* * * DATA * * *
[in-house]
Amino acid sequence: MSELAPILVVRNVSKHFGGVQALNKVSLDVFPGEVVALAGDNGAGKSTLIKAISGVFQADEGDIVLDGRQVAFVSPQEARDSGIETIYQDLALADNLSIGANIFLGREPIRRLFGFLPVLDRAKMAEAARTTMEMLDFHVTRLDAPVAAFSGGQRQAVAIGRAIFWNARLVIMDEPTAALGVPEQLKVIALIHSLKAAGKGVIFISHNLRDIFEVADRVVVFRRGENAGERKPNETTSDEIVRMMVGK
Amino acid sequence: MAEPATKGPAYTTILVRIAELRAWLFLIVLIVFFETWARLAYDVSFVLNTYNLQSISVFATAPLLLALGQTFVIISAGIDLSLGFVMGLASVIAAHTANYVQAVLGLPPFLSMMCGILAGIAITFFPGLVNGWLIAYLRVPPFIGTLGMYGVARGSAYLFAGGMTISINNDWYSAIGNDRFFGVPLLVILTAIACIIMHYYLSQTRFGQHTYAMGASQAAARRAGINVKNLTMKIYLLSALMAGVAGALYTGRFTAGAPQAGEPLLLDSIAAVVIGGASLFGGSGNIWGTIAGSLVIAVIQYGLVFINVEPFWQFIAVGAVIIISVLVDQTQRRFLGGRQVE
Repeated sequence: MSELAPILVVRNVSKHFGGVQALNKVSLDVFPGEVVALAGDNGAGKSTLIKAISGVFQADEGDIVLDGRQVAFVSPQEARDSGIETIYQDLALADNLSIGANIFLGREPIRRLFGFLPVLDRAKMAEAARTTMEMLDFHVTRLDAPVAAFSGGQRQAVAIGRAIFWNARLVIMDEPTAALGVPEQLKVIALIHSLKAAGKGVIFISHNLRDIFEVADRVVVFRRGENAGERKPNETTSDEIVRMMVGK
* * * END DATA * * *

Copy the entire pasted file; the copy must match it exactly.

[in-house]
Amino acid sequence: MSELAPILVVRNVSKHFGGVQALNKVSLDVFPGEVVALAGDNGAGKSTLIKAISGVFQADEGDIVLDGRQVAFVSPQEARDSGIETIYQDLALADNLSIGANIFLGREPIRRLFGFLPVLDRAKMAEAARTTMEMLDFHVTRLDAPVAAFSGGQRQAVAIGRAIFWNARLVIMDEPTAALGVPEQLKVIALIHSLKAAGKGVIFISHNLRDIFEVADRVVVFRRGENAGERKPNETTSDEIVRMMVGK
Amino acid sequence: MAEPATKGPAYTTILVRIAELRAWLFLIVLIVFFETWARLAYDVSFVLNTYNLQSISVFATAPLLLALGQTFVIISAGIDLSLGFVMGLASVIAAHTANYVQAVLGLPPFLSMMCGILAGIAITFFPGLVNGWLIAYLRVPPFIGTLGMYGVARGSAYLFAGGMTISINNDWYSAIGNDRFFGVPLLVILTAIACIIMHYYLSQTRFGQHTYAMGASQAAARRAGINVKNLTMKIYLLSALMAGVAGALYTGRFTAGAPQAGEPLLLDSIAAVVIGGASLFGGSGNIWGTIAGSLVIAVIQYGLVFINVEPFWQFIAVGAVIIISVLVDQTQRRFLGGRQVE
Repeated sequence: MSELAPILVVRNVSKHFGGVQALNKVSLDVFPGEVVALAGDNGAGKSTLIKAISGVFQADEGDIVLDGRQVAFVSPQEARDSGIETIYQDLALADNLSIGANIFLGREPIRRLFGFLPVLDRAKMAEAARTTMEMLDFHVTRLDAPVAAFSGGQRQAVAIGRAIFWNARLVIMDEPTAALGVPEQLKVIALIHSLKAAGKGVIFISHNLRDIFEVADRVVVFRRGENAGERKPNETTSDEIVRMMVGK